Before GOODRICH and KALODNER, Circuit Judges, and MARSH, District Judge.
On November 20, 1950, a warrant for the arrest of Sineiro was issued by a United States Commissioner in Baltimore, Maryland, upon a complaint filed with him charging violation of 8 U.S.C.A. § 180a, entering the United States without inspection by an Immigrant Inspector. The offense is a misdemeanor punishable with only one year's imprisonment and/or fine; therefore, under Rule of Criminal Procedure 7(a), 18 U.S.C.A., may be prosecuted by an information.
On the same day Sineiro was taken before a United States Commissioner in Philadelphia and given a hearing at which an officer of the Immigration and Naturalization Service testified from a statement previously taken from Sineiro by an investigator of that Service while he was under arrest in deportation proceedings.*fn1 The statement was also offered in evidence. The statement and testimony were objected to upon the ground that Sineiro was not advised that he need not make any statement and that he could consult counsel before making a statement. No other evidence was offered. The Commissioner overruled the objection and held Sineiro in bail to appear in Baltimore.
Sineiro filed a motion in the United States District Court for the Eastern District of Pennsylvania to quash the warrant and suppress the statement, on November 28, 1950, and hearing was had thereon the next day. The District Judge denied the petition, and Sineiro took this appeal.
The government has moved to dismiss the appeal for the reason that the order of the District Judge was interlocutory in nature and not a final order. In its motion, the government states that on November 30, 1950, the Clerk of the District Court forwarded to the Clerk of the United States District Court in Baltimore, Maryland, the bond, warrant, complaint and all other necessary papers for the prosecution of Sineiro in that District. The motion further states that the Commissioner in Philadelphia found probable cause to believe that the crime had been committed and held Sineiro in bail to answer to the District Court in Baltimore.
It would appear that the proceeding before the Commissioner in Philadelphia was had under Rule of Criminal Procedure 40(a), arrest within 100 miles, for only when the distance between the complaining district and the arresting district is less than 100 miles, may the Commissioner in the arresting district hold the individual to answer directly to the complaining district. (Railroad timetables show the distance between Philadelphia and Baltimore to be less than 100 miles.) It would also seem that no indictment or information had been filed even as late as the motion of the government to dismiss this appeal; certainly none had been filed before the Commissioner concluded his hearing, else there would have been no occasion for him to determine probable cause, according to Rule 40(a). And according to counsel's statement in the District Court, other proceedings, including deportation, were pending against Sineiro at the time the motion herein was filed. See Note 1.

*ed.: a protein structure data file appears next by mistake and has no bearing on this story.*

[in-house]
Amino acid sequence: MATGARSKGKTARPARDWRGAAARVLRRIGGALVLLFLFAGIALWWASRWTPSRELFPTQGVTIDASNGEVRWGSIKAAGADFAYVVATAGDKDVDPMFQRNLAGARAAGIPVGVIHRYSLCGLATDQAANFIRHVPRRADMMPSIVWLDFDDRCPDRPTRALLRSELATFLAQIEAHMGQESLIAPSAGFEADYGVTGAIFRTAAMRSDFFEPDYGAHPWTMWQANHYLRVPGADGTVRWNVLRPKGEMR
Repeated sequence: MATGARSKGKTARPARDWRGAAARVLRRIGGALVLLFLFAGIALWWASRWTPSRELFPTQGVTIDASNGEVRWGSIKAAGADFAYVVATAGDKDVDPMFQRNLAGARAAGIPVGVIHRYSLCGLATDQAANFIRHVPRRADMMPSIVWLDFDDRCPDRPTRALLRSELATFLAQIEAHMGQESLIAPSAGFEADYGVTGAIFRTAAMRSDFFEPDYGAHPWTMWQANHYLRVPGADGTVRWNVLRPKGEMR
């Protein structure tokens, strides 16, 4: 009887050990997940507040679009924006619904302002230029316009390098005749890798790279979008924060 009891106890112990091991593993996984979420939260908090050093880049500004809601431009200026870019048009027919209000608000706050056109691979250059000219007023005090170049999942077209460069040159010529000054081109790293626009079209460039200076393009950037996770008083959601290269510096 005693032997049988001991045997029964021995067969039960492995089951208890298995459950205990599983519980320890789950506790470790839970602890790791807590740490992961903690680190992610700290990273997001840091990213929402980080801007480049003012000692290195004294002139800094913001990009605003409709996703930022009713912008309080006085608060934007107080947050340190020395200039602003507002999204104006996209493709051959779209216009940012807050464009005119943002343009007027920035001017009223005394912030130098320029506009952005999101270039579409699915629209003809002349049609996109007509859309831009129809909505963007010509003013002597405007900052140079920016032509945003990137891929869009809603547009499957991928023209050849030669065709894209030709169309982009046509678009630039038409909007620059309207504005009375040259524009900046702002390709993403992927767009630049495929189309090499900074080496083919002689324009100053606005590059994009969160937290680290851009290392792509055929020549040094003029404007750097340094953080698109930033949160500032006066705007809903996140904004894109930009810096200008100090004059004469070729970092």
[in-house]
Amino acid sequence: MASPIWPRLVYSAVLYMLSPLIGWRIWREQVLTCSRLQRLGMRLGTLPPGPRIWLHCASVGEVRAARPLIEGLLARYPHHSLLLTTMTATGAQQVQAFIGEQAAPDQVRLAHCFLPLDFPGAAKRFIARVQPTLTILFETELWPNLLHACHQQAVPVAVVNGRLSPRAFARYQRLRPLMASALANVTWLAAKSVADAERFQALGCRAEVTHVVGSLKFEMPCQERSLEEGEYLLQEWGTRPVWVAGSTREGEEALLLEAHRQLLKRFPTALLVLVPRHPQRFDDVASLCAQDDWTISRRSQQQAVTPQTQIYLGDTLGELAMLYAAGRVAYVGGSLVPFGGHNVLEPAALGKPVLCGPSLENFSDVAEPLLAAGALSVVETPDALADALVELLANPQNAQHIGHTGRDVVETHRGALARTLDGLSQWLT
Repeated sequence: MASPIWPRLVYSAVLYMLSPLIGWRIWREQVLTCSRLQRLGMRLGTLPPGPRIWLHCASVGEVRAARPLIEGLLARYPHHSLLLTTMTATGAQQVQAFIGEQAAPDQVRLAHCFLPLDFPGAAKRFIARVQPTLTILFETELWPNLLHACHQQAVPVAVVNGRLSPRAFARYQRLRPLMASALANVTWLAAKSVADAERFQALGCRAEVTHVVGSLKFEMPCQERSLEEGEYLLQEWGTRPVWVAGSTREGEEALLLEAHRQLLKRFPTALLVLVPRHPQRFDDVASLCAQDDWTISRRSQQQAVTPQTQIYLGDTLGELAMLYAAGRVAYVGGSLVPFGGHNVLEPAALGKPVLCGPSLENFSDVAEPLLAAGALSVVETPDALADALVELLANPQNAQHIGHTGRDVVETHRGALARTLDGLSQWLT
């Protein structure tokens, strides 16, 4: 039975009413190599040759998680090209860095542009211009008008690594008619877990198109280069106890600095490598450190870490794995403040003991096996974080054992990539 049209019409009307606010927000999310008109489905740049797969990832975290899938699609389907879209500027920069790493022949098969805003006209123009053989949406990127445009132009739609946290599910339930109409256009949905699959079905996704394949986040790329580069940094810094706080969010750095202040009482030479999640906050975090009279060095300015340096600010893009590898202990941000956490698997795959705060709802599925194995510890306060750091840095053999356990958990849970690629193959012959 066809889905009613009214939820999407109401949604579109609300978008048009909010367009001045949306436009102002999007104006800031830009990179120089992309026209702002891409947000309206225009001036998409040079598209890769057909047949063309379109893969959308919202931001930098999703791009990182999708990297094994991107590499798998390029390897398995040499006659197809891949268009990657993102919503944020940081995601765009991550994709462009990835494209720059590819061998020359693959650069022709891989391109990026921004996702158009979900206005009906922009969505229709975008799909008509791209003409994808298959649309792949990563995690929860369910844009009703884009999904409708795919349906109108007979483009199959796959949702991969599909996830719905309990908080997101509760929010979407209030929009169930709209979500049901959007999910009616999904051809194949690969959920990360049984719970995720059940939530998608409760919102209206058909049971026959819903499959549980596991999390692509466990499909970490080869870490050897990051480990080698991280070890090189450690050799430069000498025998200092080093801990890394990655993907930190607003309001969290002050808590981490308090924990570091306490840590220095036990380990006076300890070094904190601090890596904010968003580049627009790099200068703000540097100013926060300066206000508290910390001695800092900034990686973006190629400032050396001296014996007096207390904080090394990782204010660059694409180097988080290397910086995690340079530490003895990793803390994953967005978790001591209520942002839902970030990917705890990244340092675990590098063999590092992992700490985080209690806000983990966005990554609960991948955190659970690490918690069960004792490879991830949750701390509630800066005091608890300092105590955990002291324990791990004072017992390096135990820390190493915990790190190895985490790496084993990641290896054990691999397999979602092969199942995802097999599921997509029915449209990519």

The single issue for disposition is whether the order of the District Court is appealable. We think it sufficient for the purposes of this case to determine whether the order is final. 28 U.S.C. § 1291. Insofar as this issue is concerned we are clear that an order, to be final, must be a conclusive order in an independent proceeding. This was fully treated in Justice Brandeis' decision in Cogen v. United States, 1929, 278 U.S. 221, 49 S. Ct. 118, 73 L. Ed. 275.*fn2 Justice Brandeis recognized that motions to quash and suppress have a uniform purpose, but determined that those made in a cause in advance of the trial must be distinguished from independent proceedings. And in discussing "independent proceedings", he pointed out that: "The independent character of the summary proceedings is clear, even where the motion is filed in a criminal case * * * wherever the motion is filed before there is any indictment or information against the movant, like the motions in Perlman v. United States, 247 U.S. 7, 38 S. Ct. 417, 62 L. Ed. 950, and Burdeau v. McDowell, 256 U.S. 465, 41 S. Ct. 574, 65 L. Ed. 1048; or wherever the criminal proceeding contemplated or pending is in another court, like the motion in Dier v. Banton, 262 U.S. 147, 43 S. Ct. 533, 67 L. Ed. 915; * * *" 278 U.S. at page 225, 49 S. Ct. at page 120, 73 L. Ed. 275. The instant case would certainly fall within both of the classifications thus set out and Go-Bart Importing Co. v. United States, 1931, 282 U.S. 344, 51 S. Ct. 153, 75 L. Ed. 374 establishes that the pendency of a Commissioner's hearing does not deprive the motion to suppress of its independent character.*fn3